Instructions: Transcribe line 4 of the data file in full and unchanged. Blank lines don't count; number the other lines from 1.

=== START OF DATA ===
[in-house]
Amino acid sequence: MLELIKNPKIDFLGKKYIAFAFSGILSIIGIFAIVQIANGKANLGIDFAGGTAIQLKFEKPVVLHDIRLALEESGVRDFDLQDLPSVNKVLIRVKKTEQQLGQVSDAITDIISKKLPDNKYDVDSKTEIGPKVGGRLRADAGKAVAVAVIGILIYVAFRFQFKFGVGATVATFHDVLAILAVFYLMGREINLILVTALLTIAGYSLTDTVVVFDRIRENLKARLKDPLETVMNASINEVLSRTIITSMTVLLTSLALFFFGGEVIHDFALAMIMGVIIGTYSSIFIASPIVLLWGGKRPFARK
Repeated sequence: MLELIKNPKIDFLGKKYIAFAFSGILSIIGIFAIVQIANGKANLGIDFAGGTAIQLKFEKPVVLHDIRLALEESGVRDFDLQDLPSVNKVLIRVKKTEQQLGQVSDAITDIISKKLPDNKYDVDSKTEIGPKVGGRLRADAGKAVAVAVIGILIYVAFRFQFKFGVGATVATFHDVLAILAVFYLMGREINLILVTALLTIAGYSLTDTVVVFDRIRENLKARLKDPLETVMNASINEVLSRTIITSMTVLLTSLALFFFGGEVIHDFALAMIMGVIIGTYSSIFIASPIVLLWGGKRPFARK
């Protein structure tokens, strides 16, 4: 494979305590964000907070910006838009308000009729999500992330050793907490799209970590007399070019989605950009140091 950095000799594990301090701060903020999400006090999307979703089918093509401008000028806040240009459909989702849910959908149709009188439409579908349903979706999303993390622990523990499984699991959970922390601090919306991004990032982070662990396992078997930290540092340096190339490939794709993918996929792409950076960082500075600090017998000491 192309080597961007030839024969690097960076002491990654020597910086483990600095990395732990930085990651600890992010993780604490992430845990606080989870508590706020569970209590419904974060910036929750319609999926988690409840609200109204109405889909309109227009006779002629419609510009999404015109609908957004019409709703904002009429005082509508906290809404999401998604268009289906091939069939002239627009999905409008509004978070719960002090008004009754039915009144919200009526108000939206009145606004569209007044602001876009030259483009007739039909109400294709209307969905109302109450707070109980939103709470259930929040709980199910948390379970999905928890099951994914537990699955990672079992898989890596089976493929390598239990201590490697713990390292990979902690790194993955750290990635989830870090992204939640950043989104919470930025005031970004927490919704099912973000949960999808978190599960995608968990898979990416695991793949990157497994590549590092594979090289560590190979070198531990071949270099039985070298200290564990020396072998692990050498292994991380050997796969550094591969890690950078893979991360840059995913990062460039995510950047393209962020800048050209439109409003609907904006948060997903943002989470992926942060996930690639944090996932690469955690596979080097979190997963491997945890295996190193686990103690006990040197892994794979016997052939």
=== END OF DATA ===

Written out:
């Protein structure tokens, strides 16, 4: 494979305590964000907070910006838009308000009729999500992330050793907490799209970590007399070019989605950009140091 950095000799594990301090701060903020999400006090999307979703089918093509401008000028806040240009459909989702849910959908149709009188439409579908349903979706999303993390622990523990499984699991959970922390601090919306991004990032982070662990396992078997930290540092340096190339490939794709993918996929792409950076960082500075600090017998000491 192309080597961007030839024969690097960076002491990654020597910086483990600095990395732990930085990651600890992010993780604490992430845990606080989870508590706020569970209590419904974060910036929750319609999926988690409840609200109204109405889909309109227009006779002629419609510009999404015109609908957004019409709703904002009429005082509508906290809404999401998604268009289906091939069939002239627009999905409008509004978070719960002090008004009754039915009144919200009526108000939206009145606004569209007044602001876009030259483009007739039909109400294709209307969905109302109450707070109980939103709470259930929040709980199910948390379970999905928890099951994914537990699955990672079992898989890596089976493929390598239990201590490697713990390292990979902690790194993955750290990635989830870090992204939640950043989104919470930025005031970004927490919704099912973000949960999808978190599960995608968990898979990416695991793949990157497994590549590092594979090289560590190979070198531990071949270099039985070298200290564990020396072998692990050498292994991380050997796969550094591969890690950078893979991360840059995913990062460039995510950047393209962020800048050209439109409003609907904006948060997903943002989470992926942060996930690639944090996932690469955690596979080097979190997963491997945890295996190193686990103690006990040197892994794979016997052939």